Long ago I learned that people with dementia reach a point at which they sleep more. I’ve been mindful that would happen, but I wasn’t prepared for the way that is happening with Kate. I just thought she would simply start going to bed earlier and getting up later.
I’ve not been able to identify a consistent pattern for her. Until two years ago, she went to bed between 8:00 and 9:00 and got up early enough for us to get to Panera for a blueberry muffin between 9:00 and 10:00. In addition, she would rest a while after lunch. That would give us time to spend an hour or more at the café at Barnes & Noble before going to dinner.
When she started sleeping as late as 11:00 or 11:30, we stopped going to Panera. It was time for lunch. Along with that, our afternoons changed. She wanted to rest immediately after lunch. That would last as long as two or three hours which took up most of the afternoon. That put an end to our visits to Barnes & Noble.
This pattern changed with the arrival of COVID-19. Kate was losing her ability to work jigsaw puzzles on her iPad long before then, but she lost it completely after we began sheltering. That was her last self-initiated activity and had a significant impact on her sleep and rest. As recently as a year ago, she could easily spend 6-8 hours a day working her puzzles. That lessened during the day because she was either sleeping or resting, but she continued to work on her iPad for an hour or more each night. That meant she got to bed between 8:00 and 9:00.
Without her puzzles, she had nothing to do after dinner. I tried to interest her in looking at her family photo books, but she really needs someone to identify all the people. That was a time when I would try to catch a little of the evening news and get my shower. The result was her going to bed shortly after dinner. Since we have started eating out some evenings, that means she gets to bed around 7:30 although she is rarely asleep when I get in bed.
Several times a few months ago, she refused to get up when I tried to wake her. Before that, she wasn’t always eager to get up, but she never refused. Since that first time, there have been several other times like that. One day she remained in bed until 5:15 in the afternoon. Then she began to wake up early on a few mornings. I am now used to her getting up early almost once a week, sometimes twice.
Until recently, she has always gotten up rather quickly in the afternoon. The exceptions occurred in the last week or ten days. The first time happened when I wanted her to get up for dinner. After a couple of efforts within 15-20 minutes, I let her rest another hour. Then she got up agreeably.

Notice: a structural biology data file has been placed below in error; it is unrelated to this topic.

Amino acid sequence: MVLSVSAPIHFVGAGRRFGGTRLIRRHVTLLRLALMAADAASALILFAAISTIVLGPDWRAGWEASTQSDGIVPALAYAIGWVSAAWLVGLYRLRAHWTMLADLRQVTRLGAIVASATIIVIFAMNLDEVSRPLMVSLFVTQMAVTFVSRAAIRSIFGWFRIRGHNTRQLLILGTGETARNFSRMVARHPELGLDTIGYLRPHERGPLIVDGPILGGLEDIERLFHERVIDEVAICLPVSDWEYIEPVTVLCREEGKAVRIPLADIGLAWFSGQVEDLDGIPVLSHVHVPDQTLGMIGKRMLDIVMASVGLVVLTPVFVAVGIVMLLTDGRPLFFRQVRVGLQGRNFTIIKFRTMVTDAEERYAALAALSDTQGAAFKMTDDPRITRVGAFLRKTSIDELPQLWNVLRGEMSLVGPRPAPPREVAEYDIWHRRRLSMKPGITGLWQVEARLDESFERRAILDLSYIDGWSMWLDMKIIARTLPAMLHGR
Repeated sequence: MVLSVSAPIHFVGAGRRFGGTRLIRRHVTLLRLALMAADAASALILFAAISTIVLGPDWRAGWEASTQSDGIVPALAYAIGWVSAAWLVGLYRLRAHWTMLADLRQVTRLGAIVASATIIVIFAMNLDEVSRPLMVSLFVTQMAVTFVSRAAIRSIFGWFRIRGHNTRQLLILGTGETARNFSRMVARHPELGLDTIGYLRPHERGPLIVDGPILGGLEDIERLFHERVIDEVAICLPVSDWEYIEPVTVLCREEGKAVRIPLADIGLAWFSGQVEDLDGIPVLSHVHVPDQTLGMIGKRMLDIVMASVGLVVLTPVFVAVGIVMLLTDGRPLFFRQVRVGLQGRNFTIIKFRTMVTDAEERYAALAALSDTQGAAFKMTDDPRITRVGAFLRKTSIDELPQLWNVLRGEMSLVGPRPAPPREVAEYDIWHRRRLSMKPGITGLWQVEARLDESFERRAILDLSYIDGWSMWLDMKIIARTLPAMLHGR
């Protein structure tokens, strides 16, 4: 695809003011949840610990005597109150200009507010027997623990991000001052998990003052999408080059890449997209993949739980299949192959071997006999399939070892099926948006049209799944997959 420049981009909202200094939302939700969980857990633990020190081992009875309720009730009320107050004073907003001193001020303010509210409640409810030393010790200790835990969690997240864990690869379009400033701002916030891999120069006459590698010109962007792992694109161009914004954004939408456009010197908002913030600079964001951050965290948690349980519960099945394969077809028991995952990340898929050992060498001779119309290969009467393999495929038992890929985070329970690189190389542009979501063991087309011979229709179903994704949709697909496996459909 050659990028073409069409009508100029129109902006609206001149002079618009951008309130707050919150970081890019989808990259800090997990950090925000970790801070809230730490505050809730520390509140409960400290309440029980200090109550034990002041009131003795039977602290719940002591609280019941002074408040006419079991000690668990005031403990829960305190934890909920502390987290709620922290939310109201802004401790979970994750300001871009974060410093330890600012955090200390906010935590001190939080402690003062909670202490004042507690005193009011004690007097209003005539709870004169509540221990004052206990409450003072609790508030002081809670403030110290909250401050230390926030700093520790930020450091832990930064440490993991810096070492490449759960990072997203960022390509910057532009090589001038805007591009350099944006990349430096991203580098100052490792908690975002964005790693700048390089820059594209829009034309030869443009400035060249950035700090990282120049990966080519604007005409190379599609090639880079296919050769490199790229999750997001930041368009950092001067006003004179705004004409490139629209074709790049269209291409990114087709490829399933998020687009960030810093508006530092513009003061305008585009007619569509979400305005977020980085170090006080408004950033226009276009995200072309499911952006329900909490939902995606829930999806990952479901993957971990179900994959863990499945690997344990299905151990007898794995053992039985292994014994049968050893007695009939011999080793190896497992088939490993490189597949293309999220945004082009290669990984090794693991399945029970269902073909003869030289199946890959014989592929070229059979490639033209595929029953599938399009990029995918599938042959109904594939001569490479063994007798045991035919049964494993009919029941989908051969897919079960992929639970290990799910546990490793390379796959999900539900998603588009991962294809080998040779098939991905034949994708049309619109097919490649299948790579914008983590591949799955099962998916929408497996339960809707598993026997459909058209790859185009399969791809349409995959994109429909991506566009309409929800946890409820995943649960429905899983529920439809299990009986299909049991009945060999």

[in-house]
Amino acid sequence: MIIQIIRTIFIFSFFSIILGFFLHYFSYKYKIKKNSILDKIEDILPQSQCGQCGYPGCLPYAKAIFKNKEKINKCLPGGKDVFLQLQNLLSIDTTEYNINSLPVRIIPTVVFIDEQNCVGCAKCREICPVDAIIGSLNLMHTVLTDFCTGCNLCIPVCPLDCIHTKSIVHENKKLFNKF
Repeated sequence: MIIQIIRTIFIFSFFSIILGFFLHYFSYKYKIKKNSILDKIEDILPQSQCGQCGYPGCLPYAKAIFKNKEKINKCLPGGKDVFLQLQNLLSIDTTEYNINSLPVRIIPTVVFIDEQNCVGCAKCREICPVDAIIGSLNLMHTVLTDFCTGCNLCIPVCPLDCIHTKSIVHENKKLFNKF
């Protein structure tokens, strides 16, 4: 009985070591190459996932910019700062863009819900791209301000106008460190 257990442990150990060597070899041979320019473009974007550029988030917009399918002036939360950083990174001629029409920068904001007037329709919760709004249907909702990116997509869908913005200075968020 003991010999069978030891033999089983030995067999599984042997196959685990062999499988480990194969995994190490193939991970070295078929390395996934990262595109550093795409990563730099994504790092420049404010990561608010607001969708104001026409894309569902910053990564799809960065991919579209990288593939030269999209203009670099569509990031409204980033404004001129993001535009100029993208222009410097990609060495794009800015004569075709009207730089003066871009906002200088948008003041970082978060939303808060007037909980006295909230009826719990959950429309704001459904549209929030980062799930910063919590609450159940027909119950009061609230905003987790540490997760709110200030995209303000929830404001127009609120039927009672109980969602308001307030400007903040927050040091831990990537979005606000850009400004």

Thursday afternoon last week we had hair appointments at 3:30. She was resting, not asleep, when the sitter arrived for me to meet a friend for coffee. I returned just a few minutes before we needed to leave. She was still resting. I told her it was time for our hair appointments and fully expected her to get up easily. I was wrong. She was just like she has been in the morning. She was very relaxed but also very firm in saying she wasn’t going. I called the stylist and told her I was having trouble getting Kate up and that I might have to cancel. I gave her another ten minutes and tried again. I could see it was no use and rescheduled our appointments.
I stayed in the family room with her while she rested. An hour later she was ready to get up. She was in a good humor. I feel sure she didn’t even remember that I had tried to get her up earlier. It wasn’t long before we left for dinner at Casa Bella and had a good evening. It was as though nothing had happened at all. We both felt good.
Saturday morning she was up very early. I had just gotten up and walked into the bathroom when I heard her moving. She had gotten out of bed. I helped her to the bathroom and took advantage of the early morning and confusion to give her a shower. When we finished, I helped her dress. She wanted to lie down on the bed. Because it was so early, I was happy to tell her that would be all right. That gave me time to comb my hair, shave, and dress. She remained in bed until time for lunch.
Sunday morning, she was up before 9:00. She was unusually cheerful at breakfast. Afterwards, we spent about forty-five minutes looking at one of her family photo books. It didn’t surprise me when she got tired and rested over an hour before lunch.
She awoke early again this morning, about 7:30. I went to her and found that she seemed wide awake and in a good mood. When I told her it looked like she was ready to get up, she said, “I don’t know.” We talked a few minutes. I told her I would be happy to help her get up and dressed. She said she wanted to rest a little more. It’s my day for Rotary, and I like to have her ready for the sitter who comes at noon. We had plenty of time, so I let her continue to rest. I don’t plan to get her up until 11:00. If she wants to stay in bed, I’ll let the sitter handle it.
The only thing that’s clear is that Kate hasn’t settled into a consistent sleep pattern. I’m not sure whether the present irregularity is something that is long-lasting, or she will gravitate to something else. As Kate herself is prone to say, “We’ll see.”